Things a Killer Would Know: The true story of Leonard Fraser



Review by A. R. Muir

‘Horrific’, ‘disgusting’ and ‘depraved’ can only begin to describe the crimes perpetrated by the subject of Things a Killer Would Know by Paula Doneman.

The murders committed by Leonard John Fraser in the Queensland town of Rockhampton are as bad as they come. As a criminal he ticks just about every box of perversion from necrophilia to bestiality, not to mention vicious rape, torture and remorseless murder. Fraser’s crimes started from when he was a boy, sent to a reform school for theft and threatening behaviour. As an adult, he spent much of his life in prison on various terms for rape and armed robbery. Yet he was granted early release and free to rape and murder at least four vulnerable or mentally challenged victims. One of these was eleven year old schoolgirl, Keyra Steinhardt. Her rape, abduction and murder being all the more tragic as it was witnessed by a couple who failed to immediately alert police.

Fraser’s crimes were committed using his fists, knives and strangulation with clothing. He further sought to hide his victims via burial, even going so far as to remove one victim’s head and bury it separately to hinder identification. He was tried and convicted in 1999 of four murders, although there is strong speculation that he may have killed more women in Queensland and New South Wales.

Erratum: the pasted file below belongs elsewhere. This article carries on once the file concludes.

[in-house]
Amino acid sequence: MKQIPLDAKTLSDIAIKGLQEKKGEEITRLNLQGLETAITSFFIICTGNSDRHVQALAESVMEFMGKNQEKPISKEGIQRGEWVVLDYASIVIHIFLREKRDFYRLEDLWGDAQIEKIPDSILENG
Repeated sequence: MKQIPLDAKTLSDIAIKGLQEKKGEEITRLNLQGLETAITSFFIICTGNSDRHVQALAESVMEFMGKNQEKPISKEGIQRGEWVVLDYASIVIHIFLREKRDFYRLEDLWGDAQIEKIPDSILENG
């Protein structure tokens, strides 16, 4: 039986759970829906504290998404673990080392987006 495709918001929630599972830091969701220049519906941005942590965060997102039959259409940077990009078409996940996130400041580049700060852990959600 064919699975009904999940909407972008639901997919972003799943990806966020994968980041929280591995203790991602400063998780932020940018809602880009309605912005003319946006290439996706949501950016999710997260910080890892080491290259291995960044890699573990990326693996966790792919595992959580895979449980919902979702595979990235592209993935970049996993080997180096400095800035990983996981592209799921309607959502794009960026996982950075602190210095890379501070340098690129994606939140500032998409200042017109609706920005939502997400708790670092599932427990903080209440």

The book is very well narrated and well paced. The author takes time to reveal new details as the trial progresses so that the reader is induced to keep reading on for the final conclusions. As each crime evolves, it brings a new twist of revulsion and disgust. The only drawback is that there is quite a lot of repetition and retelling of each murder. It is as if the author needs to continually remind readers of what Fraser has done, even though the true horror of his crimes are quickly established during the first half of the book. Never the less, it is an extremely well put together true crime narrative which deals with a despicable predator and his crimes. It leaves the reader only too grateful that justice was achieved, and a serial killer was finally taken off the street.

Highly recommended, although some may find the details of these crimes distressing.

More true crime reviews by A.R. Muir can be read here at


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